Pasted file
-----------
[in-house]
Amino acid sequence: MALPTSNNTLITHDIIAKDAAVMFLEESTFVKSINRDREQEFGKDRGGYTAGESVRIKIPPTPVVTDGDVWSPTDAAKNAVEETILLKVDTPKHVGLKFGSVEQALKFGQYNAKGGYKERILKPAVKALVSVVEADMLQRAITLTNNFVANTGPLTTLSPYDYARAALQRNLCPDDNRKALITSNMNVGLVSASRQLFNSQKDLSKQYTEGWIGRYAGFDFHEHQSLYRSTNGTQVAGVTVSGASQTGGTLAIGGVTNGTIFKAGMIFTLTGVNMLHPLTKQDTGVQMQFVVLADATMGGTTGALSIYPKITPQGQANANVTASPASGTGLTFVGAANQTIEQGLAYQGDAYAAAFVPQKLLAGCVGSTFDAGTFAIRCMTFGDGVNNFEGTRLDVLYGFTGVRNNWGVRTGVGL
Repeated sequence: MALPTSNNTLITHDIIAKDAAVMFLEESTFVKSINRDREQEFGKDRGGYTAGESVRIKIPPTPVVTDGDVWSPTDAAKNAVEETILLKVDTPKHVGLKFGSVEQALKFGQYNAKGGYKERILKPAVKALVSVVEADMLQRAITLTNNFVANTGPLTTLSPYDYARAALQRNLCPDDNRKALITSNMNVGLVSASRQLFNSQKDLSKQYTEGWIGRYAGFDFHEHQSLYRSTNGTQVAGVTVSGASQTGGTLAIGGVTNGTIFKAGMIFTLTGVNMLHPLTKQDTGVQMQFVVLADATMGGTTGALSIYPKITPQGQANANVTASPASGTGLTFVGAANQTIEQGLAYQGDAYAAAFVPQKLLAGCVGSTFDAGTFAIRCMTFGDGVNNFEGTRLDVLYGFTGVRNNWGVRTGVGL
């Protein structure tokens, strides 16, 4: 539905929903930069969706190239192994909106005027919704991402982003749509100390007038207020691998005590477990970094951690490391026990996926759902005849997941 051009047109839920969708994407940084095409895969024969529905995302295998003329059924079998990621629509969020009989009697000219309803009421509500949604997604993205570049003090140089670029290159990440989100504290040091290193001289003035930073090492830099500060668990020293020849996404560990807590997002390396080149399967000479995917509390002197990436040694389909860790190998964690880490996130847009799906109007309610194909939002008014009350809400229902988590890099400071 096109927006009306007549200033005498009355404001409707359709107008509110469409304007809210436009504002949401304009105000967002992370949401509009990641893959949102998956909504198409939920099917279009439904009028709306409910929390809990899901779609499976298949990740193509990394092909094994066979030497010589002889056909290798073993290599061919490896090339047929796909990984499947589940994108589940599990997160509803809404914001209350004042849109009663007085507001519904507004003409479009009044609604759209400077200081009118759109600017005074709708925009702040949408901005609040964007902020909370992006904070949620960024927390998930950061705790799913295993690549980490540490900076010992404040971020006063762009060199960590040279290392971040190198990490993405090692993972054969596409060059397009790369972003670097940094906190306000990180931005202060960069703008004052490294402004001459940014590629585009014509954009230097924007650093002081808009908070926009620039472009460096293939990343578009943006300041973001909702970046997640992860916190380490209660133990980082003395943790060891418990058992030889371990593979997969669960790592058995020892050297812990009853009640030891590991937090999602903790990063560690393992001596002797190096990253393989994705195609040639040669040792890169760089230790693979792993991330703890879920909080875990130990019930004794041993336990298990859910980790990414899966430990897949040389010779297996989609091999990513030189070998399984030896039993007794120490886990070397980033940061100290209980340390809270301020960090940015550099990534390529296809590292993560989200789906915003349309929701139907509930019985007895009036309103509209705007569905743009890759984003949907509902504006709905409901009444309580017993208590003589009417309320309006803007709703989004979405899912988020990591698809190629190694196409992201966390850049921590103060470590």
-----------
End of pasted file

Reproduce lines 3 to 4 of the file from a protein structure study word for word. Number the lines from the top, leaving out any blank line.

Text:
Repeated sequence: MALPTSNNTLITHDIIAKDAAVMFLEESTFVKSINRDREQEFGKDRGGYTAGESVRIKIPPTPVVTDGDVWSPTDAAKNAVEETILLKVDTPKHVGLKFGSVEQALKFGQYNAKGGYKERILKPAVKALVSVVEADMLQRAITLTNNFVANTGPLTTLSPYDYARAALQRNLCPDDNRKALITSNMNVGLVSASRQLFNSQKDLSKQYTEGWIGRYAGFDFHEHQSLYRSTNGTQVAGVTVSGASQTGGTLAIGGVTNGTIFKAGMIFTLTGVNMLHPLTKQDTGVQMQFVVLADATMGGTTGALSIYPKITPQGQANANVTASPASGTGLTFVGAANQTIEQGLAYQGDAYAAAFVPQKLLAGCVGSTFDAGTFAIRCMTFGDGVNNFEGTRLDVLYGFTGVRNNWGVRTGVGL
């Protein structure tokens, strides 16, 4: 539905929903930069969706190239192994909106005027919704991402982003749509100390007038207020691998005590477990970094951690490391026990996926759902005849997941 051009047109839920969708994407940084095409895969024969529905995302295998003329059924079998990621629509969020009989009697000219309803009421509500949604997604993205570049003090140089670029290159990440989100504290040091290193001289003035930073090492830099500060668990020293020849996404560990807590997002390396080149399967000479995917509390002197990436040694389909860790190998964690880490996130847009799906109007309610194909939002008014009350809400229902988590890099400071 096109927006009306007549200033005498009355404001409707359709107008509110469409304007809210436009504002949401304009105000967002992370949401509009990641893959949102998956909504198409939920099917279009439904009028709306409910929390809990899901779609499976298949990740193509990394092909094994066979030497010589002889056909290798073993290599061919490896090339047929796909990984499947589940994108589940599990997160509803809404914001209350004042849109009663007085507001519904507004003409479009009044609604759209400077200081009118759109600017005074709708925009702040949408901005609040964007902020909370992006904070949620960024927390998930950061705790799913295993690549980490540490900076010992404040971020006063762009060199960590040279290392971040190198990490993405090692993972054969596409060059397009790369972003670097940094906190306000990180931005202060960069703008004052490294402004001459940014590629585009014509954009230097924007650093002081808009908070926009620039472009460096293939990343578009943006300041973001909702970046997640992860916190380490209660133990980082003395943790060891418990058992030889371990593979997969669960790592058995020892050297812990009853009640030891590991937090999602903790990063560690393992001596002797190096990253393989994705195609040639040669040792890169760089230790693979792993991330703890879920909080875990130990019930004794041993336990298990859910980790990414899966430990897949040389010779297996989609091999990513030189070998399984030896039993007794120490886990070397980033940061100290209980340390809270301020960090940015550099990534390529296809590292993560989200789906915003349309929701139907509930019985007895009036309103509209705007569905743009890759984003949907509902504006709905409901009444309580017993208590003589009417309320309006803007709703989004979405899912988020990591698809190629190694196409992201966390850049921590103060470590």